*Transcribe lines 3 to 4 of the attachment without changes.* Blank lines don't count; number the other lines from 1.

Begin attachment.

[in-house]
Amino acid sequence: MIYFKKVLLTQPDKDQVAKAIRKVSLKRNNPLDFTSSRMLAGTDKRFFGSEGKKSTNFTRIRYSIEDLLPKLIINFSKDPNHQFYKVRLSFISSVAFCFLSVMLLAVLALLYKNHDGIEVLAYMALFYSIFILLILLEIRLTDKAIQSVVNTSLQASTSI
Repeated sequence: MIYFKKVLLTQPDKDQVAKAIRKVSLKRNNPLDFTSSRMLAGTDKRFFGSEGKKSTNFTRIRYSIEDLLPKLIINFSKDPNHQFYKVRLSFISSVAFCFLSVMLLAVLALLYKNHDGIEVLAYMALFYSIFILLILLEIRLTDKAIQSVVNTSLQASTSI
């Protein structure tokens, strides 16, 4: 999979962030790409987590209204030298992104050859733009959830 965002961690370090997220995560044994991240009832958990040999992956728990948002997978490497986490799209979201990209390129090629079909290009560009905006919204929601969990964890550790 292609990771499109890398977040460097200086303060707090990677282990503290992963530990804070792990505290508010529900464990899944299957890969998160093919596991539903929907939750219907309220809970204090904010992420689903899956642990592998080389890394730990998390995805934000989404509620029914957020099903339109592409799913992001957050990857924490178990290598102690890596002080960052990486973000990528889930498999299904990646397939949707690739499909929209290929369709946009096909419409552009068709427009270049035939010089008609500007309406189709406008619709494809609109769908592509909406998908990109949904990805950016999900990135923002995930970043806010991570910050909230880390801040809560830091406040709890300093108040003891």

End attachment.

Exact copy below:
Repeated sequence: MIYFKKVLLTQPDKDQVAKAIRKVSLKRNNPLDFTSSRMLAGTDKRFFGSEGKKSTNFTRIRYSIEDLLPKLIINFSKDPNHQFYKVRLSFISSVAFCFLSVMLLAVLALLYKNHDGIEVLAYMALFYSIFILLILLEIRLTDKAIQSVVNTSLQASTSI
């Protein structure tokens, strides 16, 4: 999979962030790409987590209204030298992104050859733009959830 965002961690370090997220995560044994991240009832958990040999992956728990948002997978490497986490799209979201990209390129090629079909290009560009905006919204929601969990964890550790 292609990771499109890398977040460097200086303060707090990677282990503290992963530990804070792990505290508010529900464990899944299957890969998160093919596991539903929907939750219907309220809970204090904010992420689903899956642990592998080389890394730990998390995805934000989404509620029914957020099903339109592409799913992001957050990857924490178990290598102690890596002080960052990486973000990528889930498999299904990646397939949707690739499909929209290929369709946009096909419409552009068709427009270049035939010089008609500007309406189709406008619709494809609109769908592509909406998908990109949904990805950016999900990135923002995930970043806010991570910050909230880390801040809560830091406040709890300093108040003891």